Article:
Daddypotamus Reached For My Hand . . .
Just as I reached for his. We both exhaled in the quietness that enveloped us – a winding country road under a starlit sky, two sleeping potami in the back, hearts and bellies full. It’s as good a time as any, right?
“I think I’m going to eat my placenta.”
He didn’t jerk his hand away. Good sign.
“It’s just, you know, remember what I was like after they were born?“
What flashed through his mind I cannot say for sure, but it might have been the time I left the car running in the driveway while I napped with our baby girl, or the time I dumped a pile of laundry on the couch only to realize I’d washed everything with tags and hangers still on, or the time I served olives for dinner. Just olives.
Y’all, this ain’t my first rodeo. I’ve had two amazing, empowering births, but my postpartum experiences have been a little, er, rough.
Though there were extenuating circumstances* and I do expect this time to be different, the truth is I’ve been pregnant and/or nursing (or both) for 6+ years now. I make meals from scratch, write here on Mommypotamus, homeschool and sometimes do a little laundry. Oh, and Daddypotamus and I just took on the responsibility of a 40 acre farm even though we’re city kids and have NO CLUE what we’re doing. That, too.
Life is full. So many of my dreams have come true that there aren’t enough waking hours in the day to enjoy them all. And while you won’t find me complaining about that, it’s not hard to imagine how this . . .
Might once again lead to this . . .
And then quickly disintegrate into this . . .
Which is why I have a plan.
Step One: Turn in my spandex.
Though I laughed as hard as just about anyone when I first saw this:
The truth is that the Western cultural obsession with bouncing back right after pregnancy is both impractical and self defeating. I am not Wonder Woman. I will choose to take things slow, not ask too much of myself, and accept help when offered. (Wondering what mom’s really need after baby arrives? Here are 18 ideas.)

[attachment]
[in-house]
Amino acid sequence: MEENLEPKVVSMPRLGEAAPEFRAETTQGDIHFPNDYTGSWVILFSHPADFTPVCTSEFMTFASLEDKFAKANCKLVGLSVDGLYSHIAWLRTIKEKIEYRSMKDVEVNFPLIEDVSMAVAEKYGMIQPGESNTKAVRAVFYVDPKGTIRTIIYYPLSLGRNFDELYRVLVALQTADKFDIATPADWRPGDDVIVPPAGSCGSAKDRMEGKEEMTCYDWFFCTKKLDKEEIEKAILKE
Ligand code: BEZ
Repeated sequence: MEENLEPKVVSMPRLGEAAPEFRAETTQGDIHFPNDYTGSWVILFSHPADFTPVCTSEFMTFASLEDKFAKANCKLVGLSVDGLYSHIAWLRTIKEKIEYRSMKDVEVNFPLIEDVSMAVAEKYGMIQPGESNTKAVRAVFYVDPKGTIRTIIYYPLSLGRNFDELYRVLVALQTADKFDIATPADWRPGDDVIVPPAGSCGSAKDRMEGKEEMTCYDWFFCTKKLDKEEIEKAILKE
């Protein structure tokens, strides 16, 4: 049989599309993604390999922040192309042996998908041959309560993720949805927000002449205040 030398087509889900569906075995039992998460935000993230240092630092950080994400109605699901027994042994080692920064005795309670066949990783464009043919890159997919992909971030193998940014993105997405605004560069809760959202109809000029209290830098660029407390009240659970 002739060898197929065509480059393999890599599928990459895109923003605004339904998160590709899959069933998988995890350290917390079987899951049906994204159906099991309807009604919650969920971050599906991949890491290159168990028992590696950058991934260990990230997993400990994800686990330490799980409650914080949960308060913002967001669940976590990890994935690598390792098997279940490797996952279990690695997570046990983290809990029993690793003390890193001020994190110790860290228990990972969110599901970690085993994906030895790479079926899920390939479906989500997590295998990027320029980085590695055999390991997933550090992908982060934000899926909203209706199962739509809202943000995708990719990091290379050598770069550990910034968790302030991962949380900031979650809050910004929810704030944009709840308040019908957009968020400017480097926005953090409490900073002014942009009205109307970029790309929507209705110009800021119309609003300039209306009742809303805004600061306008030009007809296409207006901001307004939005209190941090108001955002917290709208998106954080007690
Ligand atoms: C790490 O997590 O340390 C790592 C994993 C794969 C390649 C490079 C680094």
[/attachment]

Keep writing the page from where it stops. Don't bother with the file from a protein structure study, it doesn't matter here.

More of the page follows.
But even with all that, I worry that sheer exhaustion will turn me into Mean Zombie Mama. My family doesn’t deserve that, which leads me to . . .
Step Two: Get over the “ewwww” factor and do the placenta pill thing
Why? Well, mostly because of you. When I asked about your experiences, the sheer number of enthusiastic responses I received made me want to learn more about the traditions and research that uphold this practice. Turns out, there’s quite a bit there.
Benefits Of Placenta Consumption
- The placenta contains oxytocin (helps with pain and increases emotional bonding with baby), thyroid stimulating hormone (boosts energy and helps recovery from stressful events), interferon (stimulates the immune system to protect against infections), prolactin (helps with lactation, more on that later on), and several other components believed to promote healing and recovery. (source)
- It helps with milk supply. ”Powdered Placenta Hominis was used for 57 cases of insufficient lactation. Within 4 days, 48 women had markedly increased milk production, with the remainder following suit over the next three days.” Bensky/Gamble. 1997. Materia Medica, Eastland Press, 549.” (source)